Podcast #6 – Garden Hocus Pocus

Forgive my tardy posting – I spent yesterday traveling from Indianapolis back to Seattle.  I was in Indianapolis for the Garden Writers Association annual meeting and gave a talk on “evidence based garden information.”  It was encouraging to see how many garden writers DO want reliable sources of good gardening science.  And I got to meet Joseph Tychonievich, a frequent commenter on this blog and a PhD student at Michigan State.

Anyway, on to this week’s podcast. The theme is “Garden Hocus Pocus” which just opens the door for so many topics!  I settled on opening with the ancient Greek Doctrine of Signatures and how it’s being used today.  Then I discuss the function of plant alkaloids a bit, since they have historical use in magic and witchcraft.  And the myth of the week is quite similar to the talk I gave at GWA – specifically, how to separate the science from the snake oil.

My interview this week is with plantsman Riz Reyes, who works at the UW Center for Urban Horticulture and collects plants and has a landscaping business and blogs….and he’s not even 30 yet!  My daughter Charlotte came along and took some great photos of Riz’s garden.  (Thanks, Riz, for identifying all the plants here!)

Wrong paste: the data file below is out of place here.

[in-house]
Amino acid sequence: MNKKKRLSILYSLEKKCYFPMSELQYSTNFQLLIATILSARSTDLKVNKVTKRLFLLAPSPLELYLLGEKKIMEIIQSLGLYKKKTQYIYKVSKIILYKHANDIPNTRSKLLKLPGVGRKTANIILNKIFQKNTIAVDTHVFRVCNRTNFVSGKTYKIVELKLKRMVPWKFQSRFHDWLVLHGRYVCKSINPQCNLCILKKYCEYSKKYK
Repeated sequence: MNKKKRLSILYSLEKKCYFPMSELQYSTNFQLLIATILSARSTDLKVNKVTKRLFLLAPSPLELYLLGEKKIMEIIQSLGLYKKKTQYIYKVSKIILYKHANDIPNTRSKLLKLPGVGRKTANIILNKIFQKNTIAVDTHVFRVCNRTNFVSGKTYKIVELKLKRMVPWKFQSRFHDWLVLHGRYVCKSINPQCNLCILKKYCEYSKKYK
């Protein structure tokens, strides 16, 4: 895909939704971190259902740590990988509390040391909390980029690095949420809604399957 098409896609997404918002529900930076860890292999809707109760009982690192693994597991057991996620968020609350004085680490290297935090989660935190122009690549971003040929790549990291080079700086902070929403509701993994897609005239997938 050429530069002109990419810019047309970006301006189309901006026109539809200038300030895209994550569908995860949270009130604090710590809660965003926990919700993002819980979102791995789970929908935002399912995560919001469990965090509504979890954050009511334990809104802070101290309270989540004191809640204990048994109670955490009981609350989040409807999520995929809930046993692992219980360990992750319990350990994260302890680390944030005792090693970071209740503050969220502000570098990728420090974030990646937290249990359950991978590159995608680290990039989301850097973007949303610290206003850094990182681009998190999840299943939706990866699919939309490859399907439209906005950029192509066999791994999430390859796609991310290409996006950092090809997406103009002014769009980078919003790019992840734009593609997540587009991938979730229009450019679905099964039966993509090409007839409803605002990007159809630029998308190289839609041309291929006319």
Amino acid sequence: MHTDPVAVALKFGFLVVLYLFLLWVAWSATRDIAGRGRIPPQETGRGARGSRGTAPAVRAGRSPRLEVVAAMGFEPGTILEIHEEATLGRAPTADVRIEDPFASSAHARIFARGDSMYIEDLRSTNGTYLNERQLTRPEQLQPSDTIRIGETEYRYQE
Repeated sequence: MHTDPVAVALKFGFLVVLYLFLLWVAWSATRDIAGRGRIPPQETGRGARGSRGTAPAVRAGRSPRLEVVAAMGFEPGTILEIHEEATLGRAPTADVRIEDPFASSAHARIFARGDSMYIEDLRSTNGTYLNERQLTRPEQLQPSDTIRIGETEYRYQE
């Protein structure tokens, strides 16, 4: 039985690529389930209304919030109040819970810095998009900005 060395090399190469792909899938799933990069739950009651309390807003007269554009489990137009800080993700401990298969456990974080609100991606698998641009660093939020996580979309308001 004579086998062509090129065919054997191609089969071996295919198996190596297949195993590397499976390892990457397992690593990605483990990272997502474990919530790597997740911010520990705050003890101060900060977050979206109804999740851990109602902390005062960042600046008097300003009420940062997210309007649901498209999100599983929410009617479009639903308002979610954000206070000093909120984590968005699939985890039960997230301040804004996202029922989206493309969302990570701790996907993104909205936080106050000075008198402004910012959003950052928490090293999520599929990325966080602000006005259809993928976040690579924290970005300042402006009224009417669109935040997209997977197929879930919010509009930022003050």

Riz with Cardiocrinum giganteum var. yunnanense at Kew Gardens

Dahlia ‘Weston Spanish Dancer’

Left to Right: Lilium ‘Miss Lucy’, Petasites x hybridus, and Ulmus glabra ‘Camperdownii’

Lilium ‘Magic Star’

Dahlia ‘Bishop of York’

Linda interviewing Riz out of the rain

Please let me know what you think of the podcast; you can email me directly or post a comment on the blog. Suggestions for future podcasts are most welcome!

5 thoughts on “Podcast #6 – Garden Hocus Pocus”

  1. Glad (and envious) that you got to meet Joseph! He seems like a really cool guy. I love checking in on his blog.

    Thanks for coming by, Linda! It was fun! I’m so thrilled to be a part of a podcast for the very first time.

    Here’s what Charlotte photographed:

    1. Me with Cardiocrinum giganteum var. yunnanense at Kew Gardens.

    2. Dahlia ‘Weston Spanish Dancer’

    3. Left to Right: Lilium ‘Miss Lucy’, Petasites x hybridus, and Ulmus glabra ‘Camperdownii’

    4. Lilium ‘Magic Star’

    5. Dahlia ‘Bishop of York’

    For photos of those two Scheffleras we mentioned, do a search on my

    Flickr Page

  2. Great post with a young and adventurous gardener!
    Always love the information you provide; only science works if you want to try it yourself!

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